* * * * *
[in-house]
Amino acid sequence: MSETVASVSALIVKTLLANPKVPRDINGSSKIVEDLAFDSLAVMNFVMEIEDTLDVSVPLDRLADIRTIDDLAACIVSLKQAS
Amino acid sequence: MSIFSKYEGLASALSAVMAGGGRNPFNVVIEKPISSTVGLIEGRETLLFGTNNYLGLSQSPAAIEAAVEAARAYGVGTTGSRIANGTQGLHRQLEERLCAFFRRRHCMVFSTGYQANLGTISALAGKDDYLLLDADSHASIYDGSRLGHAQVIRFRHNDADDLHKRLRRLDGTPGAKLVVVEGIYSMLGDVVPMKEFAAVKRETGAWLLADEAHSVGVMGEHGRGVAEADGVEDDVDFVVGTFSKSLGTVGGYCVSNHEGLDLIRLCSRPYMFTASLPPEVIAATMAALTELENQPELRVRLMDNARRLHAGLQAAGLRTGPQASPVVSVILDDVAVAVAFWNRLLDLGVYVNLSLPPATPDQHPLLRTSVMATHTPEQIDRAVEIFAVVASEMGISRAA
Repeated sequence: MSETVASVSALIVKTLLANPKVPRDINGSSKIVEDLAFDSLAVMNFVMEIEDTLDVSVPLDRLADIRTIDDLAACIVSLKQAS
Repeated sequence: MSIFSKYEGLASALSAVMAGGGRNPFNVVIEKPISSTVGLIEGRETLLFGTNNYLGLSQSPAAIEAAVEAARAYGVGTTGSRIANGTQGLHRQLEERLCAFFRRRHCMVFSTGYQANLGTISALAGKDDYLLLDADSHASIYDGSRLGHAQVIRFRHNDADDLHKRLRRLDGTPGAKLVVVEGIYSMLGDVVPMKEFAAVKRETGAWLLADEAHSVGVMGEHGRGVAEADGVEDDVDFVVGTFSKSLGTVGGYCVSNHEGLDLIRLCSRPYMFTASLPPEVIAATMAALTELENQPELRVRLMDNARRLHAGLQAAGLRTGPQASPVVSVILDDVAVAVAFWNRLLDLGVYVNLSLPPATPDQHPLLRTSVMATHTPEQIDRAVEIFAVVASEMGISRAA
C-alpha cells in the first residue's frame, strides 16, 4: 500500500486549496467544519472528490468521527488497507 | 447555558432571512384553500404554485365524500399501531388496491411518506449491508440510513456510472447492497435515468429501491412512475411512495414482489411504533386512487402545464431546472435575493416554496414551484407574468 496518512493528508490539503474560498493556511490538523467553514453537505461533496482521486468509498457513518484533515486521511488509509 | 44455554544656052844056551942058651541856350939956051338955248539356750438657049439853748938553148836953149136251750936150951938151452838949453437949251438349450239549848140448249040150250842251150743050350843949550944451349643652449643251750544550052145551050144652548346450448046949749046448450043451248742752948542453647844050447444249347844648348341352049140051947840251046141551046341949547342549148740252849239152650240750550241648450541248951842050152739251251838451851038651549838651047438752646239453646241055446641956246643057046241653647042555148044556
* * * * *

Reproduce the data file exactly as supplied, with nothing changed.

[in-house]
Amino acid sequence: MSETVASVSALIVKTLLANPKVPRDINGSSKIVEDLAFDSLAVMNFVMEIEDTLDVSVPLDRLADIRTIDDLAACIVSLKQAS
Amino acid sequence: MSIFSKYEGLASALSAVMAGGGRNPFNVVIEKPISSTVGLIEGRETLLFGTNNYLGLSQSPAAIEAAVEAARAYGVGTTGSRIANGTQGLHRQLEERLCAFFRRRHCMVFSTGYQANLGTISALAGKDDYLLLDADSHASIYDGSRLGHAQVIRFRHNDADDLHKRLRRLDGTPGAKLVVVEGIYSMLGDVVPMKEFAAVKRETGAWLLADEAHSVGVMGEHGRGVAEADGVEDDVDFVVGTFSKSLGTVGGYCVSNHEGLDLIRLCSRPYMFTASLPPEVIAATMAALTELENQPELRVRLMDNARRLHAGLQAAGLRTGPQASPVVSVILDDVAVAVAFWNRLLDLGVYVNLSLPPATPDQHPLLRTSVMATHTPEQIDRAVEIFAVVASEMGISRAA
Repeated sequence: MSETVASVSALIVKTLLANPKVPRDINGSSKIVEDLAFDSLAVMNFVMEIEDTLDVSVPLDRLADIRTIDDLAACIVSLKQAS
Repeated sequence: MSIFSKYEGLASALSAVMAGGGRNPFNVVIEKPISSTVGLIEGRETLLFGTNNYLGLSQSPAAIEAAVEAARAYGVGTTGSRIANGTQGLHRQLEERLCAFFRRRHCMVFSTGYQANLGTISALAGKDDYLLLDADSHASIYDGSRLGHAQVIRFRHNDADDLHKRLRRLDGTPGAKLVVVEGIYSMLGDVVPMKEFAAVKRETGAWLLADEAHSVGVMGEHGRGVAEADGVEDDVDFVVGTFSKSLGTVGGYCVSNHEGLDLIRLCSRPYMFTASLPPEVIAATMAALTELENQPELRVRLMDNARRLHAGLQAAGLRTGPQASPVVSVILDDVAVAVAFWNRLLDLGVYVNLSLPPATPDQHPLLRTSVMATHTPEQIDRAVEIFAVVASEMGISRAA
C-alpha cells in the first residue's frame, strides 16, 4: 500500500486549496467544519472528490468521527488497507 | 447555558432571512384553500404554485365524500399501531388496491411518506449491508440510513456510472447492497435515468429501491412512475411512495414482489411504533386512487402545464431546472435575493416554496414551484407574468 496518512493528508490539503474560498493556511490538523467553514453537505461533496482521486468509498457513518484533515486521511488509509 | 44455554544656052844056551942058651541856350939956051338955248539356750438657049439853748938553148836953149136251750936150951938151452838949453437949251438349450239549848140448249040150250842251150743050350843949550944451349643652449643251750544550052145551050144652548346450448046949749046448450043451248742752948542453647844050447444249347844648348341352049140051947840251046141551046341949547342549148740252849239152650240750550241648450541248951842050152739251251838451851038651549838651047438752646239453646241055446641956246643057046241653647042555148044556